Insider tip: Skeptical? The town of 44 (that’s right, 44) also has some of the darkest skies on the continent. Bring that camp chair and watch the night sky glow on its own, no fireworks necessary.

Camden, Maine

Yachts moored in the Maine town of Camden.
Witness the beautiful water views of this coastal town.Fotograf: Albert Pego / Shutterstock

Make for the water in New England.

There’s one surefire way to get away from the gigantic Fourth of July displays in the US—get out on the water. In Camden, Maine, hop on a sailing tour and float away from the scenic harbor past the Curtis Island Light, Penobscot Bay, and along the state’s famously rugged coast. This is one of the country’s best cruising ports, and when you’re done on the water, you can hit the trails of nearby Camden Hills State Park or make the 90-minute jaunt to Acadia National Park.

Forks, Washington

The green waters and lichen-clad trees of the rain forest around Forks in Washington in the US.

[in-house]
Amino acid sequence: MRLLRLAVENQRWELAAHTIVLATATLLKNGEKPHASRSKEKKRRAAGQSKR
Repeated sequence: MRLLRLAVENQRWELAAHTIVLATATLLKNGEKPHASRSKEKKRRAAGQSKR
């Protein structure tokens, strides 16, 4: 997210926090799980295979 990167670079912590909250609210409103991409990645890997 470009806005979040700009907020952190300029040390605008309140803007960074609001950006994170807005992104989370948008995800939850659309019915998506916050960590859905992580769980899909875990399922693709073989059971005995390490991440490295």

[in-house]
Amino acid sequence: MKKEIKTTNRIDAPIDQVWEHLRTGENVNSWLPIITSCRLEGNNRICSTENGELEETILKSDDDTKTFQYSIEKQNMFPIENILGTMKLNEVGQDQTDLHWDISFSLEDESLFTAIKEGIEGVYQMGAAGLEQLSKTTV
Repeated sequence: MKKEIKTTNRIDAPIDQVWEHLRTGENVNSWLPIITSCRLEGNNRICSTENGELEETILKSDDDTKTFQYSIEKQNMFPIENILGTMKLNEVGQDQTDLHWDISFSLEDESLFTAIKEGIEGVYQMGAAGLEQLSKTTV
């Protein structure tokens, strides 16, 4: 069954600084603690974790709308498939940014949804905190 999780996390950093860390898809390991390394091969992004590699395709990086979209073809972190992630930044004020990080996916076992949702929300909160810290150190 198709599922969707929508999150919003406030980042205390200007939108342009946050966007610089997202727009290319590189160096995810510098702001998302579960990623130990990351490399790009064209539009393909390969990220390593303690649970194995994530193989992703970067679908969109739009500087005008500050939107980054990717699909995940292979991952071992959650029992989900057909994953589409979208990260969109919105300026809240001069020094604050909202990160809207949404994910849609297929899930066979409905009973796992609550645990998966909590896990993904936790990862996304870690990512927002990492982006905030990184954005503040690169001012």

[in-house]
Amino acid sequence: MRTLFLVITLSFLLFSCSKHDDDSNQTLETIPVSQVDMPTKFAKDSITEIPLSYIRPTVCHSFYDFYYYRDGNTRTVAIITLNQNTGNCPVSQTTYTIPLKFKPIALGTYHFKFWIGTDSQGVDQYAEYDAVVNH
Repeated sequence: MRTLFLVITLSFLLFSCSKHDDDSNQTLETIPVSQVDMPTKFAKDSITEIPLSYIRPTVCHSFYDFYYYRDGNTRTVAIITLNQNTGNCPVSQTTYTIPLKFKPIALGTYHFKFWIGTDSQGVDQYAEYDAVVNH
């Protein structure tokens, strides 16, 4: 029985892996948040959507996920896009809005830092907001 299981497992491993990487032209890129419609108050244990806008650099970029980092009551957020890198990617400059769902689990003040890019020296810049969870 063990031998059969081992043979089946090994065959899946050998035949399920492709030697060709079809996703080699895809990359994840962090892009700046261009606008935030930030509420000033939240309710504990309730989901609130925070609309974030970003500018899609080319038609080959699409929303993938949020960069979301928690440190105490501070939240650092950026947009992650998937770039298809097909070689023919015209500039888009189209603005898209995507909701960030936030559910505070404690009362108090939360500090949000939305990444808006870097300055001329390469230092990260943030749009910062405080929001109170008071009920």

Escape to one of the largest rain forest towns in the world.Fotograf: Emily Marie Wilson / Shutterstock

You might know it as the Twilight town, but Forks is more about Sasquatch than vampires. Sitting in one of the largest swaths of temperate rain forest left in the world, this town on the Olympic Peninsula shines in its green serenity, all year-round.

Use the town as your home base for exploring the coastal regions of Olympic National Park—definitely visit Kalaloch and Ruby beaches—grabbing dinner in Indigenous-run La Push, and exploring the trails of the lesser-visited Olympic National Forest. And if you want to look for Sasquatch, know that several local Indigenous tribes revere the mysterious creature.

Related: 11 Mythical Creatures From Around the World (and Where To “Find” Them)

Marshall, Arkansas